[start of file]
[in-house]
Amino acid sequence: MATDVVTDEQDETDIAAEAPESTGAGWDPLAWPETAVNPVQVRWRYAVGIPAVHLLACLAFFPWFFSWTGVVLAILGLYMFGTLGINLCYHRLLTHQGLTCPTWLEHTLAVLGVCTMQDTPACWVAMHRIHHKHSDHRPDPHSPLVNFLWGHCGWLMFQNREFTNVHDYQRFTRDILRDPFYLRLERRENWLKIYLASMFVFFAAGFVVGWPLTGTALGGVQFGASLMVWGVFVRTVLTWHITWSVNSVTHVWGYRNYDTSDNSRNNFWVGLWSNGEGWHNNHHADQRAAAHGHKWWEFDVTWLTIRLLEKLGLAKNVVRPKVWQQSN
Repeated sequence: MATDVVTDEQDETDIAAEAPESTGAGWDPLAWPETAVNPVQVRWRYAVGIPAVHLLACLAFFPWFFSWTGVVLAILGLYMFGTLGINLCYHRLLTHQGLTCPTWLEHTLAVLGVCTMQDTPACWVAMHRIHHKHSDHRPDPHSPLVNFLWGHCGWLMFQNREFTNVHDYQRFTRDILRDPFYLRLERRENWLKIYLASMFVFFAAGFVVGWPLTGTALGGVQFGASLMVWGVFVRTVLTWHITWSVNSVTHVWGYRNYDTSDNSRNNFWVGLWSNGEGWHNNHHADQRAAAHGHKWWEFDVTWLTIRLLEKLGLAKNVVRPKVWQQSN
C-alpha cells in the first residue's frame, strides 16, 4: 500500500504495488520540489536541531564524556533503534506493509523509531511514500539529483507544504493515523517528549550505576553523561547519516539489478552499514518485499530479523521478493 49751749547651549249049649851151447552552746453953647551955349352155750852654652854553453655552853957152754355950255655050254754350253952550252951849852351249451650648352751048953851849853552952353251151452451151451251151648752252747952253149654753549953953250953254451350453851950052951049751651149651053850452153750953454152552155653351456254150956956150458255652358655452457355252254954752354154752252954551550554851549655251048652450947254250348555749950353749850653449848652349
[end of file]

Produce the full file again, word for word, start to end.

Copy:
[in-house]
Amino acid sequence: MATDVVTDEQDETDIAAEAPESTGAGWDPLAWPETAVNPVQVRWRYAVGIPAVHLLACLAFFPWFFSWTGVVLAILGLYMFGTLGINLCYHRLLTHQGLTCPTWLEHTLAVLGVCTMQDTPACWVAMHRIHHKHSDHRPDPHSPLVNFLWGHCGWLMFQNREFTNVHDYQRFTRDILRDPFYLRLERRENWLKIYLASMFVFFAAGFVVGWPLTGTALGGVQFGASLMVWGVFVRTVLTWHITWSVNSVTHVWGYRNYDTSDNSRNNFWVGLWSNGEGWHNNHHADQRAAAHGHKWWEFDVTWLTIRLLEKLGLAKNVVRPKVWQQSN
Repeated sequence: MATDVVTDEQDETDIAAEAPESTGAGWDPLAWPETAVNPVQVRWRYAVGIPAVHLLACLAFFPWFFSWTGVVLAILGLYMFGTLGINLCYHRLLTHQGLTCPTWLEHTLAVLGVCTMQDTPACWVAMHRIHHKHSDHRPDPHSPLVNFLWGHCGWLMFQNREFTNVHDYQRFTRDILRDPFYLRLERRENWLKIYLASMFVFFAAGFVVGWPLTGTALGGVQFGASLMVWGVFVRTVLTWHITWSVNSVTHVWGYRNYDTSDNSRNNFWVGLWSNGEGWHNNHHADQRAAAHGHKWWEFDVTWLTIRLLEKLGLAKNVVRPKVWQQSN
C-alpha cells in the first residue's frame, strides 16, 4: 500500500504495488520540489536541531564524556533503534506493509523509531511514500539529483507544504493515523517528549550505576553523561547519516539489478552499514518485499530479523521478493 49751749547651549249049649851151447552552746453953647551955349352155750852654652854553453655552853957152754355950255655050254754350253952550252951849852351249451650648352751048953851849853552952353251151452451151451251151648752252747952253149654753549953953250953254451350453851950052951049751651149651053850452153750953454152552155653351456254150956956150458255652358655452457355252254954752354154752252954551550554851549655251048652450947254250348555749950353749850653449848652349